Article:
For the requisite wine I head to the harbour to write.
After watching for a minute the zoo on the sailboats today
I give up on those facts which are not what a reader’d believe
such as the man on a yacht with a bone China plate on his knees
who eats like a dog would if Rover or Lassie had hands,
and the two men in short shorts who are mooring their boat on the quay
while they smile at each other more ardently than most couples do.
Then there are the English, who speak — you can tell: they do not move their mouths —
imparting banalities with a welcome so-long-vowel wait.
There are Germans and Spaniards, and also a jackdaw one knows
and a ponderous Pole who is checking for runs in her hose.
Under her table a terrier, shamed by the way people eat,
pretends it’s asleep by remembering to shiver its legs.
The next-table lady who is biting her syllables sharply
looks down at a text every time that her husband speaks up.
How stern she appears, sitting there as she stares down the menu —
or catalogue, is it? — as if she’s remembering back when
she, attired in woad paint, was a pin-up rum punch for the Normans.
Her husband tries lightening things up: he drinks himself blind,
which is slow heavy business, the bottle-blonde waitress distracted
by the jackdaw who teases my snacks, and by the tan terrier’s trembling
and by a bellicose Spaniard who is telling all tolls are atomic.
‘Did you get that?’ the Pole asks. I realise she’s speaking to me.
I’m at sea now, absorbing Merlot like a fly-about magpie
fined for picking up bits from a windswept white rough-water beach
and for cosseting this summer’s rude stage as a fair-weather friend.
‘If you really looked what would you see?’
my table mate jackdaw enquires of me.
I look at him and we both lose
ourselves in snack-filled intervals.
Small children cycle to and fro.
Gulls imitate a pregnant crow.
At dusk, above a script I cannot read
gulls gyre and shriek, imitating maids
that fuelled Vikings in their dreams
of conquering Saxons, quaffing mead.
I drain the glass, embrace the glow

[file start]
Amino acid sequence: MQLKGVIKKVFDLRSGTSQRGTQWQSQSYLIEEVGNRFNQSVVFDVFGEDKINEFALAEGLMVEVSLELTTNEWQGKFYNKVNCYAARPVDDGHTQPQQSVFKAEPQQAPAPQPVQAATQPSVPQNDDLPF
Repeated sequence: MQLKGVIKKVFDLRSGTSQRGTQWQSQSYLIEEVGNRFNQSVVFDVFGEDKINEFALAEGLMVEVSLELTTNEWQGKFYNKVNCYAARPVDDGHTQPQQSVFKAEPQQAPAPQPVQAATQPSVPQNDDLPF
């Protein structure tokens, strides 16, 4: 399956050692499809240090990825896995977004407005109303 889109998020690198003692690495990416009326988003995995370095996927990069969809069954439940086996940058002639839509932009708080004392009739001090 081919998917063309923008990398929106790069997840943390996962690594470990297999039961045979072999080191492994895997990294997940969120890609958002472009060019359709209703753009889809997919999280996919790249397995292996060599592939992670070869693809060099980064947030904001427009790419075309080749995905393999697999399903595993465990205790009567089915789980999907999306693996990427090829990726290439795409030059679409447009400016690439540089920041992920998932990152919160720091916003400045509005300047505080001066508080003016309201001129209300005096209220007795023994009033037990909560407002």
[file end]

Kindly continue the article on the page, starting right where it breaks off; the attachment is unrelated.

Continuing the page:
and tell the jackdaw it’s time we go.
Sitting still enough that the mosquitoes cannot see me,
I watch dark birds commuting to the shore.
Consoled by Feynman’s father as to bird names,
I dub their species Mini-Nevermore
and think, had I the Latin and were first,
there would be many mini-nevermores in books.
The more I see of them, the more like jackdaws
my mini-nevermores appear, or rooks.
Ignored by bird and bug, I cogitate
which species I address compiling stats,
suspecting it’s the one that cannot fly
but does name dogs not knowing names of cats.
Consoled by Feynman’s father as to bird names alludes to my favourite Richard Feynman story, as he told it:
‘The next Monday, when the fathers were all back at work, we kids were playing in a field. One kid says to me, “See that bird? What kind of bird is that?” I said, “I haven’t the slightest idea what kind of a bird it is.” He says, “It’s a brown-throated thrush. Your father doesn’t teach you anything!” But it was the opposite. He had already taught me: “See that bird?” he says. “It’s a Spencer’s warbler.” (I knew he didn’t know the real name.) “Well, in Italian, it’s a Chutto Lapittida. In Portuguese, it’s a Bom da Peida. In Chinese, it’s a Chung-long-tah, and in Japanese, it’s a Katano Tekeda. You can know the name of that bird in all the languages of the world, but when you’re finished, you’ll know absolutely nothing whatever about the bird. You’ll only know about humans in different places, and what they call the bird. So let’s look at the bird and see what it’s doing—that’s what counts.” (I learned very early the difference between knowing the name of something and knowing something.)’